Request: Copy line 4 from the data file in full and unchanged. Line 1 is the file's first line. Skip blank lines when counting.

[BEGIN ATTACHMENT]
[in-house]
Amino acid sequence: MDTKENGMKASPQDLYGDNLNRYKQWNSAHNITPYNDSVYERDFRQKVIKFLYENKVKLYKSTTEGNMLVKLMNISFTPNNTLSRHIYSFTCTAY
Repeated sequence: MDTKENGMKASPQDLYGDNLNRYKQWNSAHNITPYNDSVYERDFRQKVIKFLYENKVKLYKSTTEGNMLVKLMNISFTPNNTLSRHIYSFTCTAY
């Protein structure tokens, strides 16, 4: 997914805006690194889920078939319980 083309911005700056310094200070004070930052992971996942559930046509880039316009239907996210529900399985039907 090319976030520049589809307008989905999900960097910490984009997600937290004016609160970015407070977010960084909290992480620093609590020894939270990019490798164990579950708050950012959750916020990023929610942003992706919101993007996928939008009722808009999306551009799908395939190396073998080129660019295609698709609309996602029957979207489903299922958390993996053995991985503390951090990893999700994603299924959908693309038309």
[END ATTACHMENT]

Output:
């Protein structure tokens, strides 16, 4: 997914805006690194889920078939319980 083309911005700056310094200070004070930052992971996942559930046509880039316009239907996210529900399985039907 090319976030520049589809307008989905999900960097910490984009997600937290004016609160970015407070977010960084909290992480620093609590020894939270990019490798164990579950708050950012959750916020990023929610942003992706919101993007996928939008009722808009999306551009799908395939190396073998080129660019295609698709609309996602029957979207489903299922958390993996053995991985503390951090990893999700994603299924959908693309038309």